The next development that is surfacing now is from security researchers attempting to attribute the major 2018 US Navy Contractor hack to APT 15. In the attack, 614 gigabytes of material related to the US Navy’s “Sea Dragon” Project were stolen by attackers. Researchers are drawing conclusions around an updated backdoor known as MirageFox (again with similarities to the BS2005 malware), and state that this may have been used in the compromise. At this time, based on reviewed intelligence from Intezer and other firms, Proficio believes with that these claims are loose associations and only speculative at this time. Additional future information may attribute to the hack with APT 15 as well.

The Proficio Threat Intelligence Recommendations:

  • Implement phishing training for employees
  • Have a procedure to have employees forward suspicious emails to security operations for analysis

FireEye Analysis from 2014 – Click Here
Palo Alto Analysis from 2016 – Click Here
NCC Group Analysis from 2018 – Click Here
Intezer’s MirageFox Analysis from 2018 – Click Here

Method: Roaming Mantis Malware

Kaspersky Labs has detailed Android malware mainly targeting Chinese and Korean users. The malware is designed to steal two-factor authentication codes for Google accounts sent via SMS/MMS.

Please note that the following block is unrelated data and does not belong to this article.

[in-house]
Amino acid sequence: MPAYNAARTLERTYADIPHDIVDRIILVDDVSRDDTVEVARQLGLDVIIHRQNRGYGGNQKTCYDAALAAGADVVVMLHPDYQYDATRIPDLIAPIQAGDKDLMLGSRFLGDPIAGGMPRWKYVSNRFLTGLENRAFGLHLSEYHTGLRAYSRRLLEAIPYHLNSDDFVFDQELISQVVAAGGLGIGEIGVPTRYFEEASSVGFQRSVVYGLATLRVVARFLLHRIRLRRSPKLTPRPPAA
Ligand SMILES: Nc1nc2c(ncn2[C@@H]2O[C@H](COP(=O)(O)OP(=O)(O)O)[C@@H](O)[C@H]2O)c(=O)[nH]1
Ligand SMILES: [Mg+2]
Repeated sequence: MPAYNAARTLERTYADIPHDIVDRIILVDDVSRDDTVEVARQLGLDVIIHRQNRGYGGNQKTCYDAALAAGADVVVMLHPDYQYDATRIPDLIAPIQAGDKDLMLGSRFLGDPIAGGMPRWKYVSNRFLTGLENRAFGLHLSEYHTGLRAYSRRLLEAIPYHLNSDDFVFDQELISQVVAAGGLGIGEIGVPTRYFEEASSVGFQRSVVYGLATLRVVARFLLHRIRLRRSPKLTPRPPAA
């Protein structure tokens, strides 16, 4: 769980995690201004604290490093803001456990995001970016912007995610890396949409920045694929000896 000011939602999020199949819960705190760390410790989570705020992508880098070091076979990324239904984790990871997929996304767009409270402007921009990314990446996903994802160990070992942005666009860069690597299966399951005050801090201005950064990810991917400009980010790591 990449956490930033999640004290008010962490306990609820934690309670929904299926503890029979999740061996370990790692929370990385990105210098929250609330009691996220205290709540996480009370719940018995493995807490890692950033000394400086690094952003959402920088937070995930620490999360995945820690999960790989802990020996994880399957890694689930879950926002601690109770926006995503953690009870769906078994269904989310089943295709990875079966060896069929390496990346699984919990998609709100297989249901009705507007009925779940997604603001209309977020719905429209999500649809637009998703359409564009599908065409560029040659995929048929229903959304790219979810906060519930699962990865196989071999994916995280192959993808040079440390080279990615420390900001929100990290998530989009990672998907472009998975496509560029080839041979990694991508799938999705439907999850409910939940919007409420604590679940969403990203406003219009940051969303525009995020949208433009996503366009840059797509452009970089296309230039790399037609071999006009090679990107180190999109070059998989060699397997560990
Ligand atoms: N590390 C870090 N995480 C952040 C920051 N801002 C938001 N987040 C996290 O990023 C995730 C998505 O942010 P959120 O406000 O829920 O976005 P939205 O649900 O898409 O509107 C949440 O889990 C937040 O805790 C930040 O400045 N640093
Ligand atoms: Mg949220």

Kaspersky Labs has detailed a lot of the interesting technical elements of the malware. For example, command and control for samples analyzed were found to lookup strings of web pages hosted on legitimate sites such as sohu.com and baidu.com. Kaspersky also believes the initial infection vector for the Android devices were compromised routers in Asia. The routers were redirecting Android devices towards malicious sites via DNS hijacking. The malware does have a component that appears to target English speaking users, but the HTML code within the malware is written in broken English. Most researchers after additional analysis have attributed this malware to cybercriminals focusing on Chinese and Korean targets.

Proficio Threat Intelligence Recommendations: